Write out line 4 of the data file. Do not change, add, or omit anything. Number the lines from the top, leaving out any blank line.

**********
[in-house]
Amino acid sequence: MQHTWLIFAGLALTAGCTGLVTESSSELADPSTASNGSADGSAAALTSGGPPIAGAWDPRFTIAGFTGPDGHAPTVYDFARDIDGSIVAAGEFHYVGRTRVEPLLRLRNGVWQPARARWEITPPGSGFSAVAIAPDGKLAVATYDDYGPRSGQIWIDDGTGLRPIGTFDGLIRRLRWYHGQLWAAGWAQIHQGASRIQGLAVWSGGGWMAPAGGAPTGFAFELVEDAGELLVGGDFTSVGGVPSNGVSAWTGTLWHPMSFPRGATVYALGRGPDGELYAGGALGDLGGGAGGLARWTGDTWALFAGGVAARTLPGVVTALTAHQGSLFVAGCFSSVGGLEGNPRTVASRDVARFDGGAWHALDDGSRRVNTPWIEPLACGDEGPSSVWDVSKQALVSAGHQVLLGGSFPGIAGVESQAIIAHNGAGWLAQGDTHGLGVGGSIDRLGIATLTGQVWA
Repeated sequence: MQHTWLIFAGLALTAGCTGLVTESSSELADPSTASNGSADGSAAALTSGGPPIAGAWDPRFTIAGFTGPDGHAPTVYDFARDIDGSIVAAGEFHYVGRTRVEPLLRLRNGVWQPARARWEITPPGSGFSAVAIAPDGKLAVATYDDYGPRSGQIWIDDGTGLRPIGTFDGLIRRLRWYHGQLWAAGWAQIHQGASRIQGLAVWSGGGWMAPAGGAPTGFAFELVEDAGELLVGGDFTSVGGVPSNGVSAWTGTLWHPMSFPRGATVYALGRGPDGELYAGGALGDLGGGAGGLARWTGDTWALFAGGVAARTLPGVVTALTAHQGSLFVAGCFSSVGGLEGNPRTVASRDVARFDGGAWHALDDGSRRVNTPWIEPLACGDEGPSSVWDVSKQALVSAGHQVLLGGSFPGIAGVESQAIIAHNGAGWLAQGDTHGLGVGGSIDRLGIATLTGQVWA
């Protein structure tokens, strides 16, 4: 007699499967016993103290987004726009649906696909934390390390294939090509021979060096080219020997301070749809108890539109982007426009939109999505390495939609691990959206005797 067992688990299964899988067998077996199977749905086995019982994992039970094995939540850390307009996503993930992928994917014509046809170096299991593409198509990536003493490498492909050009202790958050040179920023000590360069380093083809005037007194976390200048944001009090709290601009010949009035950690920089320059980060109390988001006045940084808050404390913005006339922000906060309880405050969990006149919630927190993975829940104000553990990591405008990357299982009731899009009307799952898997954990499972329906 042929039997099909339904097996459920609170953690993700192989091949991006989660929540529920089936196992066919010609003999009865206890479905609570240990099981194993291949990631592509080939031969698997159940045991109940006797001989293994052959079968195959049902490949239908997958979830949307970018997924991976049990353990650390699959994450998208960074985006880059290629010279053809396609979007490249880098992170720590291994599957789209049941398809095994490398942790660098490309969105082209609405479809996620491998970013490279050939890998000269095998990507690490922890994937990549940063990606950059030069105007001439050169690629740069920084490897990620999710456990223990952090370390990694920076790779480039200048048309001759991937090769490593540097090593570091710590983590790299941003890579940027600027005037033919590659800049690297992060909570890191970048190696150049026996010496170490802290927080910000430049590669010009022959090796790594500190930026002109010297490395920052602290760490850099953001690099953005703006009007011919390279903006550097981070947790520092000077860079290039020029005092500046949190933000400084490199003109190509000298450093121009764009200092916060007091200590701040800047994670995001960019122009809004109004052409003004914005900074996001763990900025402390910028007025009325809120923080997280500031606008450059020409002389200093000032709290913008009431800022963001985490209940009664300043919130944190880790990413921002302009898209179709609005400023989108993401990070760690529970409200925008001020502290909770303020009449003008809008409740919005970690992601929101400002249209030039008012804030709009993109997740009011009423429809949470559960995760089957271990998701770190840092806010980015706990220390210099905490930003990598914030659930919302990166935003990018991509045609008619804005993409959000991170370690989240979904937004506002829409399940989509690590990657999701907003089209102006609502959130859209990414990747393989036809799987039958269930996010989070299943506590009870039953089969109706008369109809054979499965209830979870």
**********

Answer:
């Protein structure tokens, strides 16, 4: 007699499967016993103290987004726009649906696909934390390390294939090509021979060096080219020997301070749809108890539109982007426009939109999505390495939609691990959206005797 067992688990299964899988067998077996199977749905086995019982994992039970094995939540850390307009996503993930992928994917014509046809170096299991593409198509990536003493490498492909050009202790958050040179920023000590360069380093083809005037007194976390200048944001009090709290601009010949009035950690920089320059980060109390988001006045940084808050404390913005006339922000906060309880405050969990006149919630927190993975829940104000553990990591405008990357299982009731899009009307799952898997954990499972329906 042929039997099909339904097996459920609170953690993700192989091949991006989660929540529920089936196992066919010609003999009865206890479905609570240990099981194993291949990631592509080939031969698997159940045991109940006797001989293994052959079968195959049902490949239908997958979830949307970018997924991976049990353990650390699959994450998208960074985006880059290629010279053809396609979007490249880098992170720590291994599957789209049941398809095994490398942790660098490309969105082209609405479809996620491998970013490279050939890998000269095998990507690490922890994937990549940063990606950059030069105007001439050169690629740069920084490897990620999710456990223990952090370390990694920076790779480039200048048309001759991937090769490593540097090593570091710590983590790299941003890579940027600027005037033919590659800049690297992060909570890191970048190696150049026996010496170490802290927080910000430049590669010009022959090796790594500190930026002109010297490395920052602290760490850099953001690099953005703006009007011919390279903006550097981070947790520092000077860079290039020029005092500046949190933000400084490199003109190509000298450093121009764009200092916060007091200590701040800047994670995001960019122009809004109004052409003004914005900074996001763990900025402390910028007025009325809120923080997280500031606008450059020409002389200093000032709290913008009431800022963001985490209940009664300043919130944190880790990413921002302009898209179709609005400023989108993401990070760690529970409200925008001020502290909770303020009449003008809008409740919005970690992601929101400002249209030039008012804030709009993109997740009011009423429809949470559960995760089957271990998701770190840092806010980015706990220390210099905490930003990598914030659930919302990166935003990018991509045609008619804005993409959000991170370690989240979904937004506002829409399940989509690590990657999701907003089209102006609502959130859209990414990747393989036809799987039958269930996010989070299943506590009870039953089969109706008369109809054979499965209830979870």